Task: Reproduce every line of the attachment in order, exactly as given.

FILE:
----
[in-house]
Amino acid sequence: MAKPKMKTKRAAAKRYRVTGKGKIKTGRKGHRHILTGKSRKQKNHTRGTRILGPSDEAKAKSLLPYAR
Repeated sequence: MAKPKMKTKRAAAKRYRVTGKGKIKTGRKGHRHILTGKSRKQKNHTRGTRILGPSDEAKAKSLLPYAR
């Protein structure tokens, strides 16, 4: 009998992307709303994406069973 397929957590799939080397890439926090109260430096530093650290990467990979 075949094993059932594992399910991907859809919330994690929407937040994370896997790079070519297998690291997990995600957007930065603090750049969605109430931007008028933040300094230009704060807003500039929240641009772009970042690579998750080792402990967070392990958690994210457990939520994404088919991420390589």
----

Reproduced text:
[in-house]
Amino acid sequence: MAKPKMKTKRAAAKRYRVTGKGKIKTGRKGHRHILTGKSRKQKNHTRGTRILGPSDEAKAKSLLPYAR
Repeated sequence: MAKPKMKTKRAAAKRYRVTGKGKIKTGRKGHRHILTGKSRKQKNHTRGTRILGPSDEAKAKSLLPYAR
């Protein structure tokens, strides 16, 4: 009998992307709303994406069973 397929957590799939080397890439926090109260430096530093650290990467990979 075949094993059932594992399910991907859809919330994690929407937040994370896997790079070519297998690291997990995600957007930065603090750049969605109430931007008028933040300094230009704060807003500039929240641009772009970042690579998750080792402990967070392990958690994210457990939520994404088919991420390589």